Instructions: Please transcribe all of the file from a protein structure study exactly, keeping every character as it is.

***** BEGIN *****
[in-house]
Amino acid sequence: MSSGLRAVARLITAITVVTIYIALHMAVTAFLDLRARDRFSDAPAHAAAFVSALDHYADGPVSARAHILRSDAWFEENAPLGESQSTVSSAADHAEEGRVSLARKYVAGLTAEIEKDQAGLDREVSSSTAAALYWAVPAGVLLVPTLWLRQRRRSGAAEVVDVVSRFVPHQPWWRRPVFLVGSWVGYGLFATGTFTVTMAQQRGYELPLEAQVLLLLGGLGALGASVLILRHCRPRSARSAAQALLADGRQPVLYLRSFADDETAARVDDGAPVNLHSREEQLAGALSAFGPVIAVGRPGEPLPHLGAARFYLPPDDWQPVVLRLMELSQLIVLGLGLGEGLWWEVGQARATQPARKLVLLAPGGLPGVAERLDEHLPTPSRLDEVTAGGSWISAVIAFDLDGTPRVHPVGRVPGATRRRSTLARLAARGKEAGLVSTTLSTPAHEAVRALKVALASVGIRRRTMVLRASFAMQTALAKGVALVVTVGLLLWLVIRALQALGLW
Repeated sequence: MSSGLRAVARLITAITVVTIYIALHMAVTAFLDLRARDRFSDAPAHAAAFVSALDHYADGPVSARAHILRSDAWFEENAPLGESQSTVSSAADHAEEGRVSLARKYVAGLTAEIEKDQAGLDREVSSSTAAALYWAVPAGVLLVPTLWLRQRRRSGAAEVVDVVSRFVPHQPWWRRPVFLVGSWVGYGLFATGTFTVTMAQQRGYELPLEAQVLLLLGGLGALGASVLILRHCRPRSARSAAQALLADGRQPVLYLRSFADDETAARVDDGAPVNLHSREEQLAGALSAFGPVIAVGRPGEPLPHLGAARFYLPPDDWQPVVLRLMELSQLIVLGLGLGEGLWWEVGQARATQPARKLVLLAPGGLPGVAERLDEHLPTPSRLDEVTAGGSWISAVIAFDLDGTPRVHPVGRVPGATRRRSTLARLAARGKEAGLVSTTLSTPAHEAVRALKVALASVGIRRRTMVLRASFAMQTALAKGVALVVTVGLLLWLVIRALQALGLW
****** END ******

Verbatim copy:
[in-house]
Amino acid sequence: MSSGLRAVARLITAITVVTIYIALHMAVTAFLDLRARDRFSDAPAHAAAFVSALDHYADGPVSARAHILRSDAWFEENAPLGESQSTVSSAADHAEEGRVSLARKYVAGLTAEIEKDQAGLDREVSSSTAAALYWAVPAGVLLVPTLWLRQRRRSGAAEVVDVVSRFVPHQPWWRRPVFLVGSWVGYGLFATGTFTVTMAQQRGYELPLEAQVLLLLGGLGALGASVLILRHCRPRSARSAAQALLADGRQPVLYLRSFADDETAARVDDGAPVNLHSREEQLAGALSAFGPVIAVGRPGEPLPHLGAARFYLPPDDWQPVVLRLMELSQLIVLGLGLGEGLWWEVGQARATQPARKLVLLAPGGLPGVAERLDEHLPTPSRLDEVTAGGSWISAVIAFDLDGTPRVHPVGRVPGATRRRSTLARLAARGKEAGLVSTTLSTPAHEAVRALKVALASVGIRRRTMVLRASFAMQTALAKGVALVVTVGLLLWLVIRALQALGLW
Repeated sequence: MSSGLRAVARLITAITVVTIYIALHMAVTAFLDLRARDRFSDAPAHAAAFVSALDHYADGPVSARAHILRSDAWFEENAPLGESQSTVSSAADHAEEGRVSLARKYVAGLTAEIEKDQAGLDREVSSSTAAALYWAVPAGVLLVPTLWLRQRRRSGAAEVVDVVSRFVPHQPWWRRPVFLVGSWVGYGLFATGTFTVTMAQQRGYELPLEAQVLLLLGGLGALGASVLILRHCRPRSARSAAQALLADGRQPVLYLRSFADDETAARVDDGAPVNLHSREEQLAGALSAFGPVIAVGRPGEPLPHLGAARFYLPPDDWQPVVLRLMELSQLIVLGLGLGEGLWWEVGQARATQPARKLVLLAPGGLPGVAERLDEHLPTPSRLDEVTAGGSWISAVIAFDLDGTPRVHPVGRVPGATRRRSTLARLAARGKEAGLVSTTLSTPAHEAVRALKVALASVGIRRRTMVLRASFAMQTALAKGVALVVTVGLLLWLVIRALQALGLW